It’s well known that Dark Cultist was a good card for priest, playing around him could be a pain and the body was tough to contend with. Then he fell out of rotation and Priest started a downward spiral until it hit rock bottom in the current expansion. Now Dark Cultist is back, although this time with a Battlecry as opposed to a Deathrattle. Coupling the Kabal Talonpriest with new priest cards, like the Mana Geode, will prove vital in establishing effective trades and hopefully redeem Priests from the current position they find themselves in.
At first we had Evolve, now we have Devolve. Silence is something of the past in Hearthstone, a mechanic left to Reno decks and the odd Mad Scientist playing around with Priest’s worst cards. Yet here we see Shaman been given the ultimate middle finger to a big board. It’s no Flamestrike or Brawl but it’s far worse. Stacked up against an N’zoth deck with Tirion, Sylvans or Highmane on board? No problem, let me just ruin that synergy and turn that nice wee 3 mana card you’ve got their in to a Doomsayer. It’s a card we will see in Trolden moments for months to come.
10. Grimestreet Outfitter
I’ve always had a soft spot for Paladin, he was one of my first golden heroes and a deck I revisit from time to time. There were some clear changes made throughout previous expansions, including the demise of Mysterious Challenger, which left Paladin in a strange place. Too late for some late games and too weak for earlier/faster games resulted in Paladins struggling with midrange shifts at times as they weren’t fast enough of their strong board clears relied on perfect draws. They were by no means bad, but lacked any true midrange power. With so many buff cards appearing from Paladin it was hard to pick a favourite, but for me the Outfitter sticks out. Offering a +1/1 buff to all minions in your hand. It’s a solid card through and through.
11. Small-Time Buccaneer
More pirate synergy for pirate warrior is pretty scary. I can foresee the Small-Time Buccaneer taking the place of N’Zoth’s First Mate in a lot of pirate decks and acting as a Cogmaster for Pirate Warrior. It’s a good turn 1 and followed up by Fiery War Axe will make it an essential play with great tempo. It will also help fill out those awkward mana turns.
12. Patches the Pirate
Again with the Pirate Warrior buffs. Patches the Pirate is a 1/1 for 1 mana, nothing groundbreaking or too exciting. Although with the inclusion of Small-Time Buccaneer it helps gear the already aggressive Pirate Warrior up for more aggression. As soon as you play any pirate you can consider it as a card draw towards thinning your deck and an instant trade or pressure tool for face that needs to be dealt with. You are effectively increasing the value of your draw by including Patches as long as he isn’t in your starting hand.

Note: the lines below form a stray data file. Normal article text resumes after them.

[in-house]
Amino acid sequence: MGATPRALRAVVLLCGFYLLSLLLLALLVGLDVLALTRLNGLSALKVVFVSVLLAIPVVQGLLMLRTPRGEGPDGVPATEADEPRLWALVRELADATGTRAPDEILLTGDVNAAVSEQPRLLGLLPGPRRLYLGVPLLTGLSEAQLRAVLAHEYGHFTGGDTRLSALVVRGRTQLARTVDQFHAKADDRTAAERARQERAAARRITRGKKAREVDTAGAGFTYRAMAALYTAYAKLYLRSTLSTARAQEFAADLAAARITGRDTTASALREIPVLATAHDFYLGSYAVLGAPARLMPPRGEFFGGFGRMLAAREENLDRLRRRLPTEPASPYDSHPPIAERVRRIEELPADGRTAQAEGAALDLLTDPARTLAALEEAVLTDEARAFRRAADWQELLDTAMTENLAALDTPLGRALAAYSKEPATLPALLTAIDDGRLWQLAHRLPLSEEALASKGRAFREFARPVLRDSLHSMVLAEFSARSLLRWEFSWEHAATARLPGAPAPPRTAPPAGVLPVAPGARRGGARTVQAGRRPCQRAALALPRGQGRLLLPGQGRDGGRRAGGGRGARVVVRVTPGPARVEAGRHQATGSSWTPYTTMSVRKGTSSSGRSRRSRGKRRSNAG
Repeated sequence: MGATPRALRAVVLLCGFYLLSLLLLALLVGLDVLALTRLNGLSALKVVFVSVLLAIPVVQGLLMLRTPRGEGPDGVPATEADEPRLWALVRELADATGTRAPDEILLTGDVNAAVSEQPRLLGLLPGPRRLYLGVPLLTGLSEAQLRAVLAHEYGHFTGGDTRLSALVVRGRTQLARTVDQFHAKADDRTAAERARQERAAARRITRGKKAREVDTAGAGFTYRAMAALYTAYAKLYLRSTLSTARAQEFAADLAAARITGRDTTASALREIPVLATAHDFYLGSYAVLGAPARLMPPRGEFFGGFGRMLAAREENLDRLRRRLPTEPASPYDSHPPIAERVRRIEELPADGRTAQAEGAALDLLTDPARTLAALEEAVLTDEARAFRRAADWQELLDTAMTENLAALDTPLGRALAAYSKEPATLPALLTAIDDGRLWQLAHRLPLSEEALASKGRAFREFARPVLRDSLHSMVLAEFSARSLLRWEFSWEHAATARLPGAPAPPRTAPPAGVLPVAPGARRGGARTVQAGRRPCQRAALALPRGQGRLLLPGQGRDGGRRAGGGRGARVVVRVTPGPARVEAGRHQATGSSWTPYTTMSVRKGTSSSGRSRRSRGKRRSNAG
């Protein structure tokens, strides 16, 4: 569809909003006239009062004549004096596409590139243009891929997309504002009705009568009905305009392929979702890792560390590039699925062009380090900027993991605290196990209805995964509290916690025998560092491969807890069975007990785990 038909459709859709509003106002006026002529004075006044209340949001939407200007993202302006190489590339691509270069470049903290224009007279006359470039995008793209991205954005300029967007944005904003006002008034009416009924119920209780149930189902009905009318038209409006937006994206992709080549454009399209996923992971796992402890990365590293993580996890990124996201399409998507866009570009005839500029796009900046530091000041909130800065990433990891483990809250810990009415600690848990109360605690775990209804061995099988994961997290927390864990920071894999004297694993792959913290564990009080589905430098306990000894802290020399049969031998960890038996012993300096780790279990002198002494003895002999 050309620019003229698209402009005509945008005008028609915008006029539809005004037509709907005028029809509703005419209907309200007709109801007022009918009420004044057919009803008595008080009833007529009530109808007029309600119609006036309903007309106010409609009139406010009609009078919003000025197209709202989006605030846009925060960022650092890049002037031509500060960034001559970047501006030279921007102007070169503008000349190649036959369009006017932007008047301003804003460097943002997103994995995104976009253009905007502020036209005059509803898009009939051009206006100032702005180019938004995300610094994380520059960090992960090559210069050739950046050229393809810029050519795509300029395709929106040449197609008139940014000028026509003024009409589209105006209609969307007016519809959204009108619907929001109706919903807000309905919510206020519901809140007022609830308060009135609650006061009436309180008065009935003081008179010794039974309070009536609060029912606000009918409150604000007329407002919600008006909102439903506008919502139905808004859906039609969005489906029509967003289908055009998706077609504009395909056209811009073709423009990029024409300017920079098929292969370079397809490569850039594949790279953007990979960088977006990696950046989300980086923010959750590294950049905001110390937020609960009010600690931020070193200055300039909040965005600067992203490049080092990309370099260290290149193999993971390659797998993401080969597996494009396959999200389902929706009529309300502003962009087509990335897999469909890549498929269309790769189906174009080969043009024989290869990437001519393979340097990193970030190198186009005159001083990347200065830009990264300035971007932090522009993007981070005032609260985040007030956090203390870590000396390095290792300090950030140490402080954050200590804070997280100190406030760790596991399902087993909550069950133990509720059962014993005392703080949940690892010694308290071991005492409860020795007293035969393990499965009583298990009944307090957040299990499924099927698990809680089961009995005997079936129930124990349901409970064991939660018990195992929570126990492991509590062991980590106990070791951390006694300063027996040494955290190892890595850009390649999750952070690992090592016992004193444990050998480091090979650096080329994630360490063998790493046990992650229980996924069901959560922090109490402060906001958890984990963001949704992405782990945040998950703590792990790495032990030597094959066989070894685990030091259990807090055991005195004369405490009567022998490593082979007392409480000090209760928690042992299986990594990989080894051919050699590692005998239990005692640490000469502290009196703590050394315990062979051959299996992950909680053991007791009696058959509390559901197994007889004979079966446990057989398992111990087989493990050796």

Hunters are spoiled for choice on 1 drops for beasts. They have Fiery Bat and, eh, that’s about it for the most part. Thankfully Alleycat offers a stronger turn 1 play, splitting the damage potential between 2 minions and widening the board with the addition of having more activators for Kill Command.
14. Jade Idol
If the Meta takes a turn towards the late game the Jade Idol will prove to be the game changer for Druid when it comes to fatigue. I personally think that a Jade Golem Druid could potentially be a strong contender for good ramp and late game pressure based on the Jade Idol mechanic. Late game, after a few idols, you are either getting some insane stats for 1 mana or bolstering your deck by 3 cards to eke out some fatigue wars. Just like many of the Druid’s choice based cards it proves extremely malleable in theory and could prove for more impressive swing turns with a card that will provide some great stats and fill out those clunky curves you might find with ramping up.
15. Mana Geode
We have already discussed Priest’s underwhelming position in class power but they have received some really nice cards to help stave off early game pressure with some nice synergy with Power Word Shield and Priest’s hero power. If left alone Mana Geode will snowball games and prove crucial when it comes to dealing with more aggressive decks. When it starts to gain momentum you can consider your hero power to be “Summon a 2/2 for 2 mana while healing your minion for trading”. Although I would say the Mana Geode could be divisive if its ability to trade is dampened by the other buff cards available in the new cards of The Mean Streets of Gadgetzan.
There’s a lot going on in Hearthstone’s latest expansion, we are seeing new archetypes and tri-class cards being introduced. I am hoping we see some Control Shamans, Jade Golem, Druids, some interesting Rogue variants, and Buff Paladins. I even have hope for some interesting Hunter decks that will move them away from Secret Hunter. Although we won’t know what’s truly powerful until we see what the Meta will look like and how certain cards will interact with each other outside of perfect theory.